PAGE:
Ritchie Capital Management LLC v. Reservoir Capital Partners, LP et al

Filing 93

OPINION AND ORDER. For the foregoing reasons, the Court grants in part and denies in part the Ritchie Parties' motion to dismiss 82 . The Court dismisses Kermath's unjust enrichment claim against Thane Ritchie (First Amended Counterclaim Count 4) with prejudice. The Court orders the Ritchie Parties to answer the remaining allegations of the First Amended Counterclaims by June 16, 2017. The Court further strikes the status date set for June 6, 2017 and resets it to August 2, 2017 at 9:30 a.m. Signed by the Honorable Sara L. Ellis on 6/1/2017. Mailed notice(rj, )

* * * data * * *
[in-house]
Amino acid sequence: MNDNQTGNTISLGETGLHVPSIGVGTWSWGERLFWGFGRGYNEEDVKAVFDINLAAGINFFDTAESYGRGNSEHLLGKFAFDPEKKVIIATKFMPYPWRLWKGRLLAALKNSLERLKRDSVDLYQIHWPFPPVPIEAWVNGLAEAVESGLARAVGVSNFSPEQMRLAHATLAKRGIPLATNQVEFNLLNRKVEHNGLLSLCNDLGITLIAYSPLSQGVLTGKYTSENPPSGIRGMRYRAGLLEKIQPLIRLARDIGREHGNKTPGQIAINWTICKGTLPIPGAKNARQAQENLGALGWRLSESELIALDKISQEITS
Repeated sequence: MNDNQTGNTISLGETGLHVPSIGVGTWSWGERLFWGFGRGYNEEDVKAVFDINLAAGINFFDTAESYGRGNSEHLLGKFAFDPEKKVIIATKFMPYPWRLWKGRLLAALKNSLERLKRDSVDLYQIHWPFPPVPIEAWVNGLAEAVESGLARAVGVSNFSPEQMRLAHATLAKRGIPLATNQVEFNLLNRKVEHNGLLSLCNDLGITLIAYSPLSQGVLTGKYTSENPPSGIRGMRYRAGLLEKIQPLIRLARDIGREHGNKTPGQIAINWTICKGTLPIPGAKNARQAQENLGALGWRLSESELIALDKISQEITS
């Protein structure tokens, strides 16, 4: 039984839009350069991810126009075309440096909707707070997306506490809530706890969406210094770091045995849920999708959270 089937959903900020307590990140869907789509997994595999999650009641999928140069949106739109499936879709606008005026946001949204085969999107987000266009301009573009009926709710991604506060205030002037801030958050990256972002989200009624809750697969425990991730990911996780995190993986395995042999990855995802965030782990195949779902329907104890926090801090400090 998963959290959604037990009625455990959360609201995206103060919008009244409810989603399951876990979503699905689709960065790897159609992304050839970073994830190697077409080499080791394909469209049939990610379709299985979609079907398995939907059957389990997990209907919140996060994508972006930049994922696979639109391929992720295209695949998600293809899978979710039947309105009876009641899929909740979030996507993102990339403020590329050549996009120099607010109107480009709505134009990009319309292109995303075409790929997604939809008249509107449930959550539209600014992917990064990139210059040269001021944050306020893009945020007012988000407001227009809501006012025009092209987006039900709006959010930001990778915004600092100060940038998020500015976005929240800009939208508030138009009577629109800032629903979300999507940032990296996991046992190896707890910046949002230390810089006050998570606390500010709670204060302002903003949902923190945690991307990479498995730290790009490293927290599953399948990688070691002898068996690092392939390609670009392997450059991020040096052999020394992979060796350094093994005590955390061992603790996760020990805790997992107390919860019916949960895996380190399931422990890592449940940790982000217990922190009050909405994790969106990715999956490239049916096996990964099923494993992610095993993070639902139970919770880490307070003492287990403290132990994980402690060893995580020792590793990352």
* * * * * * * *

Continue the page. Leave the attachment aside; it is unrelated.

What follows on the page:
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UNITED STATES DISTRICT COURT NORTHERN DISTRICT OF ILLINOIS EASTERN DIVISION RITCHIE CAPITAL MANAGEMENT, L.L.C., ) ) Plaintiff, ) ) v. ) ) JOHN KERMATH, ) ) Defendant. ) ______________________________________ ) JOHN KERMATH, ) ) Counter-Plaintiff, ) ) v. ) ) RITCHIE CAPITAL MANAGEMENT, L.L.C., ) AARON ROBERTS THANE RITCHIE, and ) PLAN ADMINISTRATOR FOR THE ) RITCHIE CAPITAL MANAGEMENT, L.L.C. ) BENEFIT PLANS, ) ) Counter-Defendants. ) No. 15 C 8021 Judge Sara L. Ellis OPINION AND ORDER Ritchie Capital Management, L.L.C. (“Ritchie Capital”), an investment management company, filed suit against John Kermath, its former president, for misappropriating Ritchie Capital’s confidential and privileged information. Kermath filed amended counterclaims against Ritchie Capital, the Plan Administrator for the Ritchie Capital Management, L.L.C. Benefit Plans (the “Plan Administrator”), and Ritchie Capital’s founder and former chief executive officer, Aaron Roberts Thane Ritchie (“Thane Ritchie,” and collectively with Ritchie Capital and the Plan Administrator, the “Ritchie Parties”), seeking to recover benefits arising from his alleged misclassification as an independent contractor while working for Ritchie Capital, in addition to outstanding wages, bonuses, and other employment-related compensation he did not receive when he left Ritchie Capital’s employment.1 Kermath brings claims for unjust enrichment, promissory estoppel, and violations of the Employee Retirement Income Security Act (“ERISA”), 29 U.S.C. § 1001 et seq., and the Illinois Wage Payment and Collection Act (the “IWPCA”), 820 Ill. Comp. Stat. 115/1 et seq. He also seeks a declaratory judgment that his agreement with Ritchie Capital was void ab initio. The Court previously dismissed Kermath’s ERISA and unjust enrichment claims without prejudice and limited his IWPCA claim to unpaid wages and bonuses. See Doc. 74. The Ritchie Parties move for dismissal of the declaratory judgment, ERISA, unjust enrichment, and promissory estoppel claims, and argue in a footnote that Kermath cannot resurrect his IWPCA claim for unused vacation time. Because Kermath has adequately alleged that the independent contractor provision in the 2008 professional services agreement (the “2008 PSA”) may offend public policy, the Court allows Kermath to proceed on his claim challenging the enforceability of the 2008 PSA. To the extent the classification portion of the 2008 PSA is invalid, the Court finds it severable, meaning that the waiver of benefits provision remains enforceable. But because Kermath has alleged he did not knowingly and voluntarily waive his right to benefits, which the Court cannot properly determine at this stage, the Court allows Kermath to proceed on his ERISA claim. And because Kermath has adequately pleaded his unjust enrichment and promissory estoppel claims in the alternative to his IWPCA claims, Kermath may pursue those claims, except that the Court dismisses the unjust enrichment claim as to Thane Ritchie, who Kermath does not allege directly 1 Ritchie Capital filed suit against not only Kermath but also Reservoir Capital Partners, L.P., Reservoir Capital Group L.L.C., Reservoir Capital Master Fund, L.P., Reservoir Capital Master Fund II, L.P., Reservoir Capital Investment Partners, L.P. (collectively, “Reservoir”), and Eric Engler. Reservoir then filed counterclaims against the Ritchie Parties. All claims among the Ritchie Parties, Reservoir, and Engler have been dismissed with prejudice pursuant to the parties’ joint motion. Docs. 63, 65. Only the claims between the Ritchie Parties and Kermath remain pending. 2 retained any benefit. Finally, because Kermath has added allegations to support an IWPCA claim for accrued unused vacation time, Kermath’s IWPCA claim now includes his request to recover not only unpaid wages and bonuses but also unused vacation time. BACKGROUND2 Ritchie Capital manages investment funds. Although it currently has its headquarters in the Cayman Islands, it also had offices in Illinois. Kermath began working for Ritchie Capital in May 2006 in Illinois. At all times, Ritchie Capital treated Kermath as an independent contractor. Ritchie Capital memorialized Kermath’s employment arrangement in two professional services agreements, both of which Ritchie Capital drafted. The first one (the “2006 PSA”), which Kermath signed on May 10, 2006, had an initial term of May 6 to June 30, 2006 and was subject to renewal. Kermath continued working for Ritchie Capital beyond June 30, 2006, but no formal renewal of the 2006 PSA occurred after that date. On November 14, 2008, Kermath signed the second professional services agreement (the “2008 PSA”), which explicitly stated that it was retroactive to May 6, 2006. Both the 2006 and the 2008 PSAs provide that Kermath was an independent contractor, that nothing in the PSA “should be construed to create . . . [an] employer-employee relationship,” and that Kermath “is not the agent of [Ritchie Capital] and is not authorized to make any representation, contract, or commitment on behalf of [Ritchie Capital].” Doc. 76-1 § 3; Doc. 76-2 § 3. Further, both the 2006 and the 2008 PSAs provide that Kermath “will not be entitled to any of the benefits that [Ritchie Capital] may make available to its employees, such as group insurance, profit-sharing, or retirement benefits.” Doc. 76-1 § 3; 2 The facts in the background section are taken from Kermath’s first amended counterclaims and the exhibits attached thereto and are presumed true for the purpose of resolving the Ritchie Parties’ motion to dismiss. See Virnich v. Vorwald, 664 F.3d 206, 212 (7th Cir. 2011); Local 15, Int’l Bhd. of Elec. Workers, AFL-CIO v. Exelon Corp., 495 F.3d 779, 782 (7th Cir. 2007). 3 Doc. 76-2 § 3. Ritchie Capital agreed to pay Kermath “a fee for services rendered under [the respective PSA] as set forth in Exhibit A,” as well as to reimburse him “for any reasonable expenses incurred in connection with the performance of services under” the PSAs. Doc. 76-1 § 2; Doc. 76-2 § 2. Upon the termination of the PSA, Ritchie Capital was to pay Kermath “fees and expenses on a proportional basis . . . for work which is then in progress, up to and including the effective date of such termination.” Doc. 76-1 § 2; Doc. 76-2 § 2. While the 2006 PSA set out a more detailed payment schedule, Doc. 76-1 at 8, Exhibit A in the 2008 PSA indicated only that Kermath’s fee for his services was to be “based on a rate per month as determined from time to time.” Doc. 76-2 at 6. Kermath claims he did not have a sufficient opportunity to consult with an attorney before signing the 2006 or 2008 PSAs and did not understand the benefits he was foregoing by signing those agreements. Despite the PSA’s formalization of his status as an independent contractor, Kermath’s day-to-day activities suggested an employer-employee relationship: he used Ritchie Capital’s email, phone, and computer systems, office space, and business equipment; he had a Ritchie Capital email address; Ritchie Capital provided Kermath with a company-issued Blackberry and paid for the data charges; he routinely worked five days a week from Ritchie Capital’s Illinois offices; he used a corporate credit card for business-related expenses; and he reported to one or more superiors and supervised other employees. Additionally, Ritchie Capital paid Kermath bonuses tied in part to his work performance and he received deferred compensation amounts based on the performance of Ritchie Capital managed funds. In September 2007, Ritchie Capital promoted Kermath to president of the company, with Thane Ritchie remaining as chief executive officer. Kermath began signing documents on Ritchie Capital’s behalf and had access to almost all aspects of the business. His job duties 4 included asset management, staffing and supervision of employees, oversight of the accounting department, audit management, valuations, and litigation strategy. Kermath also determined bonus payments and salaries for other Ritchie Capital employees, subject to Thane Ritchie’s final approval. When Thane Ritchie moved out of the country, Kermath effectively became the de facto chief executive officer as well, with certain Ritchie Capital regulatory filings even identifying him as such. Although Thane Ritchie always remained involved in Ritchie Capital and oversaw Kermath’s work there, on March 17, 2015, Thane Ritchie reasserted day-to-day operational control over Ritchie Capital and demoted Kermath to vice president. He then reappointed Kermath as president in April 2015. This did not last long, however, as Thane Ritchie again demoted Kermath to vice president on May 8. Kermath resigned from Ritchie Capital on August 7, 2015. When he left, he did not receive his outstanding compensation from Ritchie Capital. This included a base $30,000 monthly payment for the months of July and August 2015, an amount he had been receiving since 2007 regardless of whether he was sick, vacationing, or otherwise not working for all or part of any month. Additionally, Kermath did not receive $160,000 of his 2014 bonus, which Ritchie Capital had agreed in writing to pay him no later than September 30, 2015. Finally, Kermath did not receive payment for 3.5 days of accrued and unused vacation time under Ritchie Capital’s written vacation policy, which provided that, upon termination, employees would receive a lump sum payment for vacation days that had been accrued but not taken during the current vacation year. LEGAL STANDARD A motion to dismiss under Rule 12(b)(6) challenges the sufficiency of the complaint, not its merits. Fed. R. Civ. P. 12(b)(6); Gibson v. City of Chicago, 910 F.2d 1510, 1520 (7th Cir. 5 1990). In considering a Rule 12(b)(6) motion to dismiss, the Court accepts as true all wellpleaded facts in the plaintiff’s complaint and draws all reasonable inferences from those facts in the plaintiff’s favor. AnchorBank, FSB v. Hofer, 649 F.3d 610, 614 (7th Cir. 2011). To survive a Rule 12(b)(6) motion, the complaint must not only provide the defendant with fair notice of a claim’s basis but must also be facially plausible. Ashcroft v. Iqbal, 556 U.S. 662, 678, 129 S. Ct. 1937, 173 L. Ed. 2d 868 (2009); see also Bell Atl. Corp. v. Twombly, 550 U.S. 544, 555, 127 S. Ct. 1955, 167 L. Ed. 2d 929 (2007). “A claim has facial plausibility when the plaintiff pleads factual content that allows the court to draw the reasonable inference that the defendant is liable for the misconduct alleged.” Iqbal, 556 U.S. at 678. ANALYSIS I. Declaratory Judgment and ERISA Claims (Counts I and II) Kermath claims that Ritchie Capital misclassified him as an independent contractor and consequently, wrongfully excluded him from coverage under its employer-sponsored benefit plans during his employment. He asks that the Court declare the 2008 PSA void ab initio entirely or at least with respect to those provisions that designate Kermath as an independent contractor and define the effects of the misclassification, including his exclusion from employerprovided benefits. Kermath also seeks to recover all benefits allegedly due him under these benefit plans and to clarify his rights to future benefits, if any. To state a claim for these benefits under ERISA, Kermath must allege that (1) he qualifies as an employee, and (2) he was eligible to receive benefits under the terms of Ritchie Capital’s benefit plans. Estate of Suskovich v. Anthem Health Plans of Va., Inc., 553 F.3d 559, 571 (7th Cir. 2009); see also Nationwide Mut. Ins. Co. v. Darden, 503 U.S. 318, 323–24, 112 S. Ct. 1344, 117 L. Ed. 2d 581 (1992) (adopting test for determining who qualifies as an employee under ERISA). 6 The Ritchie Parties reassert their argument that Kermath cannot proceed on his ERISA claim because he waived any claim to such benefits in the 2006 and 2008 PSAs.3 See Doc. 76-2 § 3 (“[Kermath] will not be entitled to any of the benefits that [Ritchie Capital] may make available to its employees, such as group insurance, profit-sharing, or retirement benefits.”). Kermath attempts to avoid this argument by claiming that the entire 2008 PSA, including the waiver provision, was void ab initio based on his misclassification as an independent contractor. Alternatively, Kermath contends that he has adequately alleged that he did not knowingly and voluntarily waive his right to the benefits, requiring the claim to proceed to further discovery. A. Validity of the 2008 PSA First, the Court must address Kermath’s argument that the 2008 PSA was void ab initio. Illinois law provides that a contract is void ab initio if “it expressly contravenes the law or a known public policy” of Illinois. In re Marriage of Newton, 955 N.E.2d 572, 584, 2011 IL App (1st) 090683, 353 Ill. Dec. 105 (2011). Kermath contends that the 2008 PSA was void ab initio because, by designating him as an independent contractor instead of an employee, Ritchie Capital violated the Internal Revenue Code and violated public policy against the misclassification of employees. Illinois courts “have explicitly stated that it is a clearly established police of Illinois to prevent its citizens from violating federal law.” Brandon v. Anesthesia & Pain Mgmt. Assocs., Ltd., 277 F.3d 936, 942 (7th Cir. 2002) (collecting cases). At 3 The Ritchie Parties do not move to dismiss the ERISA claim based on the fact that Kermath cannot establish that he qualified as an employee based on the Court’s previous ruling that, at the pleading stage, Kermath sufficiently alleged that Ritchie Capital should have treated him as an employee. See Doc. 83 at 7 n.2 (Ritchie Parties acknowledging Court’s ruling while maintaining that Kermath cannot establish that he was a Ritchie Capital employee); Doc. 74 at 6–7 (Court’s opinion on the Ritchie Parties’ motion to dismiss Kermath’s counterclaims). As before, the Ritchie Parties also do not argue that Kermath failed to exhaust his administrative remedies, and so the Court similarly does not address this issue here. See In re FedEx Ground Package Sys., Inc., 722 F. Supp. 2d 1033, 1047–52 (N.D. Ind. 2010) (finding that exhaustion would not be futile where plaintiffs contended they were misclassified as independent contractors because issue of eligibility under plans needed to be determined). 7 least one Illinois court has found that Illinois “has a legitimate interest in preventing employee misclassification because employees who are misclassified as independent contractors lose the benefit of worker protection laws, including minimum wage, discrimination, and occupational safety laws,” noting as well the revenue Illinois loses from misclassification. Bartlow v. Costigan, 974 N.E.2d 937, 953, 2012 IL App (5th) 110519, 363 Ill. Dec. 140 (2012) (addressing misclassification in the construction industry), aff’d in relevant part, 13 N.E.3d 1216, 2014 IL 115152, 383 Ill. Dec. 95 (2014); see also Craig v. FedEx Ground Package Sys., Inc., 686 F.3d 423, 430–31 (7th Cir. 2012) (in certifying question of plaintiffs’ employment status to Kansas Supreme Court, noting that “the issue [of misclassification] is of great importance not just to this case but to the structure of the American workplace,” highlighting the “economic incentives for employers to use independent contractors,” the “potential for abuse in misclassifying employees as independent contractors” in that they “are denied access to certain benefits and protections,” and the “significant costs to government” resulting from misclassification in the form of uncollected tax revenues); Benders v. Bellows & Bellows, 515 F.3d 757, 767 (7th Cir. 2008) (federal laws concerning classification of workers as employees or independent contractors “affect the tax revenues collected by the federal government, the compliance with which . . . is a matter of public concern”); U.S. Dep’t of Labor Administrator’s Interpretation No. 2015-1, 2015 WL 4449086, at *1 (July 15, 2015) (noting as a matter of public policy that misclassification results in employees not receiving “important workplace protections such as the minimum wage, overtime compensation, unemployment insurance, and workers’ compensation” and that “[m]isclassification also results in lower tax revenues for government”). Taking state and federal policy against misclassification into account, the Court finds that Kermath has sufficiently alleged a basis to find that the 2008 PSA, at least to the extent it classifies Kermath as an 8 independent contractor and not an employee, was void ab initio.4 Thus, the Court allows Kermath to proceed on his claim concerning the enforceability of the 2008 PSA. B. Severability of Waiver Provision But even assuming that Ritchie Capital misclassified Kermath as an independent contractor, rendering that portion of the 2008 PSA void, the Ritchie Parties contend that the Court should still enforce the waiver of benefits provision contained therein because the 2008 PSA includes a severability clause. The severability clause in the 2008 PSA provides, in relevant part: In case any one or more of the provisions contained in this Agreement shall, for any reasons, be held to be invalid, illegal, or unenforceable in any respect, such invalidity, illegality, or unenforceability shall not affect the other provisions of this Agreement, and this Agreement shall be construed as if such invalid, illegal, or unenforceable provision had never been contained herein. Doc. 76-2 § 8.2. “An unenforceable provision is severable unless it is ‘so closely connected’ with the remainder of the contract that to enforce the valid provisions of the contract without it ‘would be tantamount to rewriting the [a]greement.” Wigginton v. Dell, Inc., 890 N.E.2d 541, 549, 382 Ill. App. 3d 1189, 321 Ill. Dec. 819 (2008) (alteration in original) (quoting AbbottInterfast Corp. v. Harkabus, 619 N.E.2d 1337, 1344, 250 Ill. App. 3d 13, 189 Ill. Dec. 288 (1993)). In determining whether severance is appropriate, the Court should take into account 4 Because the Court finds that Kermath has adequately alleged that the 2008 PSA was void ab initio, the Court need not address the Ritchie Parties’ arguments that he cannot claim that the 2008 PSA was voidable and that Kermath ratified the 2008 PSA by failing to rescind it. A void contract cannot be ratified, and so the fact that Kermath continued working for years after signing the 2008 PSA does not affect the Court’s analysis in determining whether he can proceed on his claim that the 2008 PSA should be found void ab initio. See Ill. State Bar Ass’n Mut. Ins. Co. v. Coregis Ins. Co., 821 N.E.2d 706, 713, 355 Ill. App. 3d 156, 290 Ill. Dec. 394 (2004) (“[A] contract that is void ab initio is treated as though it never existed; neither party can chose [sic] to ratify the contract by simply waiving its right to assert the defect. On the other hand, if a contract is merely voidable, a party can either opt to void the contract based upon that defect, or choose, instead, to waive that defect and ratify the contract despite it.”). 9 “the extent to which the provisions operate independently of each other” and whether the agreement includes a severability clause. Abbott-Interfast Corp., 619 N.E.2d at 1343–44. “The existence of a severability clause in a contract certainly strengthens the case for the severance of unenforceable provisions because it indicates that the parties intended for the lawful portions of the contract to be enforced in the absence of the unlawful portions.” Id. at 1343. The Court previously found that the waiver of benefits provision in the 2008 PSA does not depend on Kermath’s contractual status as an independent contractor. See Doc. 74 at 10 (comparing waiver in 2008 PSA to that found in Capital Cities/ABC, Inc. v. Ratcliff, 141 F.3d 1405, 1410 (7th Cir. 1998), concluding that it operated independently of the 2008 PSA’s designation of Kermath as an independent contractor); cf. Stewart v. Project Consulting Servs., Inc., No. CIV. A. 99-3595, 2001 WL 1334995, at *2–3 (E.D. La. Oct. 26, 2001) (finding that plaintiff did not waive right to pursue ERISA benefits where agreement provided that “plaintiff is not entitled to employee benefits because he is not an employee”). Taken together with the 2008 PSA’s severability clause, this supports a finding that the provision designating Kermath as an independent contractor can be severed from the remainder of the 2008 PSA, including the waiver provision, and that the waiver provision remains enforceable despite Kermath’s arguments that the provision identifying him as an independent contractor instead of an employee is void ab initio.5 5 In his response to the motion to dismiss, Kermath attempts to tie the waiver of benefits to his employment status, arguing that the Court should rely on the Ninth Circuit’s decision in Vizcaino v. Microsoft Corp., 120 F.3d 1006 (9th Cir. 1997), in which the court concluded that the terms of the plaintiffs’ contracts, including waivers of benefits, were “results which hinge on the status determination itself.” Id. at 1011–12. But Vizcaino admittedly did not consider the statements regarding benefits in the plaintiffs’ agreements as a waiver of benefits. Id. at 1012. Instead, in Vizcaino, the plaintiffs’ agreements specifically tied their status as independent contractors to their lack of benefits. See id. at 1010 (agreements provided that “[a]s an Independent Contractor to Microsoft, you are self employed and are responsible to pay all your own insurance and benefits”); see also Jammal v. Am. Family Ins., No. 1:13 CV 437, 2013 WL 4049673, at *1 n.3 (N.D. Ohio Aug. 9, 2013) (noting language of agreement stating 10 Kermath argues, however, that the Court should not prematurely determine that he waived his rights to benefits at the motion to dismiss stage because such a waiver must be made knowingly and voluntarily and that determination cannot be made from the face of the complaint.6 See Melton v. Melton, 324 F.3d 941, 945 (7th Cir. 2003) (for beneficiary to waive ERISA benefits, waiver must be “explicit, voluntary, and made in good faith” (citation omitted)); Finz v. Schlesinger, 957 F.2d 78, 81 (2d Cir. 1992) (ERISA waivers are given stricter scrutiny than those in typical contract cases); Craig v. Smith, 597 F. Supp. 2d 814, 823 (S.D. Ind. 2009) (collecting cases). Kermath alleges that Ritchie Capital drafted the 2008 PSA, that he did not have a sufficient opportunity to review it with counsel of his choosing before signing it, and that the parties did not negotiate it in any respect. Kermath further claims that he did not understand the rights he was giving up by signing the 2008 PSA and that he only understood the legal effects of the waiver language in 2015. The Ritchie Parties contend that Kermath’s allegations are too conclusory and contradicted by other facts in the counterclaim, but because of the fact-intensive inquiry required to determine whether Kermath knowingly and voluntarily waived his right to benefits, the Court finds he may proceed to discovery to further explore his contentions that the waiver is unenforceable because he did not knowingly and voluntarily enter into it. See Howell v. Motorola, Inc., 633 F.3d 552, 559 (7th Cir. 2011) (listing eight factors courts consider in determining the validity of releases of ERISA claims); Smart v. Gillette Co. Long-Term that “[a]s an independent contractor you . . . are not eligible for various employee benefits”). Kermath does not present any compelling argument for the Court to deviate from its prior conclusion that the waiver provision operates independently of his (mis)classification as an independent contractor so as to remove this case from the waiver analysis or require the Court to find that the allegedly void provision cannot be severed from the remainder of the 2008 PSA, including the waiver provision. 6 Kermath explicitly addresses the waiver provision in his amended counterclaims, so the Court does not find merit in Kermath’s argument that it should defer consideration of the issue because it is an affirmative defense, particularly because to state a claim for benefits under ERISA, Kermath must allege that he is eligible to receive benefits, which requires him to plead around the waiver provision. 11 Disability Plan, 70 F.3d 173, 182 (1st Cir. 1995) (noting “fact-intensive” nature of waiver inquiry). Whether Kermath will prevail on his ERISA claim, particularly in light of the fact that he worked for years without benefits and appears not to have expressed dissatisfaction with his arrangement until his termination, is an issue to be resolved on a more complete record. See Capital Cities, 141 F.3d at 1410 (noting on summary judgment that argument that carriers were unaware of waiver was unavailing where they had worked for years without benefits and never “expressed dissatisfaction with their compensation package, including their non-participation in” the benefit plans). II. Unjust Enrichment and Promissory Estoppel (Counts IV and V) Kermath also brings claims for unjust enrichment and promissory estoppel against Ritchie Capital and Thane Ritchie as alternative forms of relief to his IWPCA claim to recover the compensation he claims he properly earned but has not received from Ritchie Capital. The Ritchie Parties argue that Kermath cannot pursue these quasi-contractual remedies because his claims concerning unpaid compensation are governed by the 2008 PSA and offshoot compensation agreements. See Enger v. Chicago Carriage Cab Corp., 812 F.3d 565, 571 (7th Cir. 2016) (“When two parties’ relationship is governed by contract, they may not bring a claim of unjust enrichment unless the claim falls outside the contract.”); Wagner Excello Foods, Inc. v. Fearn Int’l Inc., 601 N.E.2d 956, 964–65, 235 Ill. App. 3d 224, 176 Ill. Dec. 258 (1992) (promissory estoppel claim not available where parties have entered into a binding contract on the same issue). Heeding the Court’s instructions, Kermath has taken care to plead his unjust enrichment and promissory estoppel claims in the alternative. See Canadian Pac. Ry. Co. v. Williams-Hayward Protective Coatings, Inc., No. 02 C 8800, 2003 WL 1907943, at *5 (N.D. Ill. Apr. 17, 2003) (“While Plaintiff is entitled under Federal Rule of Civil Procedure 8(e)(2) to 12 plead the alternative claims of breach of contract and unjust enrichment despite the inconsistency between those claims, Plaintiff’s unjust enrichment claim must not include allegations of a specific contract governing the parties’ relationship.”). Kermath has ensured that these claims do not include any allegations of an express contract, claiming instead that the parties developed a course of dealing regarding his monthly compensation and that emails and other writings document the bonus and vacation pay he seeks to recover. Because Kermath has properly pleaded these quasi-contractual claims in the alternative, the Court cannot accept the Ritchie Parties’ invitation to dismiss them because of the existence of the 2008 PSA and related compensation agreements. But the Court agrees that Kermath’s unjust enrichment claim against Thane Ritchie fails. Although Kermath alleges that Thane Ritchie was Ritchie Capital’s chief executive officer, he provides no basis to pierce the corporate veil or disregard corporate formalities so as to allow the Court to infer that Thane Ritchie himself unjustly retained a benefit to Kermath’s detriment, as opposed to Thane Ritchie’s company, Ritchie Capital, failing to pay Kermath the compensation he claims to be owed. Cf. PharMerica Chicago, Inc. v. Meisels, 772 F. Supp. 2d 938, 965–66 (N.D. Ill. 2011) (allowing unjust enrichment claim to proceed against individual defendant where plaintiff alleged that individual defendant controlled corporate defendants and, as alter ego of corporate defendants, was unjustly enriched). As a result, the Court dismisses the unjust enrichment claim against Thane Ritchie.7 7 Because this is the second time the Court addresses Kermath’s unjust enrichment claim and the Ritchie Parties raised the adequacy of Kermath’s pleading against Thane Ritchie in their motion to dismiss the initial counterclaims, the Court finds it appropriate to dismiss the unjust enrichment claim against Thane Ritchie with prejudice. See Pirelli Armstrong Tire Corp., Retiree Med. Benefits Tr. v. Walgreen Co., No. 09 C 2046, 2010 WL 624709, at *1 (N.D. Ill. Feb. 18, 2010) (dismissing amended complaint with prejudice after previous dismissal of ICFA and unjust enrichment claims without prejudice), aff’d, 631 F.3d 436 (7th Cir. 2011). 13 III. IWPCA Unused Vacation Pay Claim (Count III) In a footnote, the Ritchie Parties contend that the Court should disregard Kermath’s additional allegations of entitlement to payment for unused vacation days under the IWPCA. The Court previously allowed Kermath to proceed on his IWPCA claim but limited that claim to unpaid wages and bonuses. Doc. 74 at 12 n.11, 14. In doing so, the Court noted that Kermath had not plausibly suggested that he had an agreement to be compensated for unused vacation days. Kermath’s amended counterclaims include allegations that Ritchie Capital had a written vacation policy, which provided for a lump sum payment of unused vacation days upon termination, and that Kermath had accrued twelve vacation days in 2015 and used 8.5 of them as of his resignation date, leaving him with 3.5 days of unused vacation days for which he seeks payment. Although the Court agrees that these allegations may not align with his allegations that Ritchie Capital paid Kermath the same $30,000 monthly salary regardless of the number of vacation days he took in any given month, at this stage the Court allows Kermath to proceed on his IWPCA claim not only for unpaid wages and bonuses but also for unused vacation days. CONCLUSION For the foregoing reasons, the Court grants in part and denies in part the Ritchie Parties’ motion to dismiss [82]. The Court dismisses Kermath’s unjust enrichment claim against Thane Ritchie (First Amended Counterclaim Count 4) with prejudice. The Court orders the Ritchie Parties to answer the remaining allegations of the First Amended Counterclaims by June 16, 2017. The Court further strikes the status date set for June 6, 2017 and resets it to August 2, 2017 at 9:30 a.m. Dated: June 1, 2017 ______________________ SARA L. ELLIS United States District Judge 14